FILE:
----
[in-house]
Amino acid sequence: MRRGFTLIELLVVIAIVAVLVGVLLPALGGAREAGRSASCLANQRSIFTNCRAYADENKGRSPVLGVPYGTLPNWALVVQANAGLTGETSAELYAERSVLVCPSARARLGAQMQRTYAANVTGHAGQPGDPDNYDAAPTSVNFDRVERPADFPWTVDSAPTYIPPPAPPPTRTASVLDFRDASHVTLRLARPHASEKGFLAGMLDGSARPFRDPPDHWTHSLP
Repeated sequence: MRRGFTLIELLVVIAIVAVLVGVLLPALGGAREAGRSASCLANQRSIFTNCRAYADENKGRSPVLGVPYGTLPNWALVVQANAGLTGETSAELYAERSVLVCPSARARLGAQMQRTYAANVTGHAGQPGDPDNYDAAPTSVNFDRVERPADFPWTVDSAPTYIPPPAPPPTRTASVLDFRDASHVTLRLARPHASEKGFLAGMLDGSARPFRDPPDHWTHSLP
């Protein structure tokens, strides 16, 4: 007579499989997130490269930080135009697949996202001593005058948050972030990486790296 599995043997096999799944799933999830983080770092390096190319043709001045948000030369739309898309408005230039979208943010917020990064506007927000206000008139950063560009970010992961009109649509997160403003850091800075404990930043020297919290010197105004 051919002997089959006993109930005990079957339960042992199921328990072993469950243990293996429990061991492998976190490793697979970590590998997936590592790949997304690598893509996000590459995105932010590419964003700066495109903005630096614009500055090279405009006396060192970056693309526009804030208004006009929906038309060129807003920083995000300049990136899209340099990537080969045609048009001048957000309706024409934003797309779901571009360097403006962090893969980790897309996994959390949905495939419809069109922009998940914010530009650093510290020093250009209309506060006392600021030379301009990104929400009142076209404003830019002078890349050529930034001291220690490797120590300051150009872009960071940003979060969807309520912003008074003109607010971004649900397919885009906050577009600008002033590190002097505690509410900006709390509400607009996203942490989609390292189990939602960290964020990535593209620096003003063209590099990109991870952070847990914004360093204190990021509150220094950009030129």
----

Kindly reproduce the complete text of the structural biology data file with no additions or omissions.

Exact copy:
[in-house]
Amino acid sequence: MRRGFTLIELLVVIAIVAVLVGVLLPALGGAREAGRSASCLANQRSIFTNCRAYADENKGRSPVLGVPYGTLPNWALVVQANAGLTGETSAELYAERSVLVCPSARARLGAQMQRTYAANVTGHAGQPGDPDNYDAAPTSVNFDRVERPADFPWTVDSAPTYIPPPAPPPTRTASVLDFRDASHVTLRLARPHASEKGFLAGMLDGSARPFRDPPDHWTHSLP
Repeated sequence: MRRGFTLIELLVVIAIVAVLVGVLLPALGGAREAGRSASCLANQRSIFTNCRAYADENKGRSPVLGVPYGTLPNWALVVQANAGLTGETSAELYAERSVLVCPSARARLGAQMQRTYAANVTGHAGQPGDPDNYDAAPTSVNFDRVERPADFPWTVDSAPTYIPPPAPPPTRTASVLDFRDASHVTLRLARPHASEKGFLAGMLDGSARPFRDPPDHWTHSLP
């Protein structure tokens, strides 16, 4: 007579499989997130490269930080135009697949996202001593005058948050972030990486790296 599995043997096999799944799933999830983080770092390096190319043709001045948000030369739309898309408005230039979208943010917020990064506007927000206000008139950063560009970010992961009109649509997160403003850091800075404990930043020297919290010197105004 051919002997089959006993109930005990079957339960042992199921328990072993469950243990293996429990061991492998976190490793697979970590590998997936590592790949997304690598893509996000590459995105932010590419964003700066495109903005630096614009500055090279405009006396060192970056693309526009804030208004006009929906038309060129807003920083995000300049990136899209340099990537080969045609048009001048957000309706024409934003797309779901571009360097403006962090893969980790897309996994959390949905495939419809069109922009998940914010530009650093510290020093250009209309506060006392600021030379301009990104929400009142076209404003830019002078890349050529930034001291220690490797120590300051150009872009960071940003979060969807309520912003008074003109607010971004649900397919885009906050577009600008002033590190002097505690509410900006709390509400607009996203942490989609390292189990939602960290964020990535593209620096003003063209590099990109991870952070847990914004360093204190990021509150220094950009030129």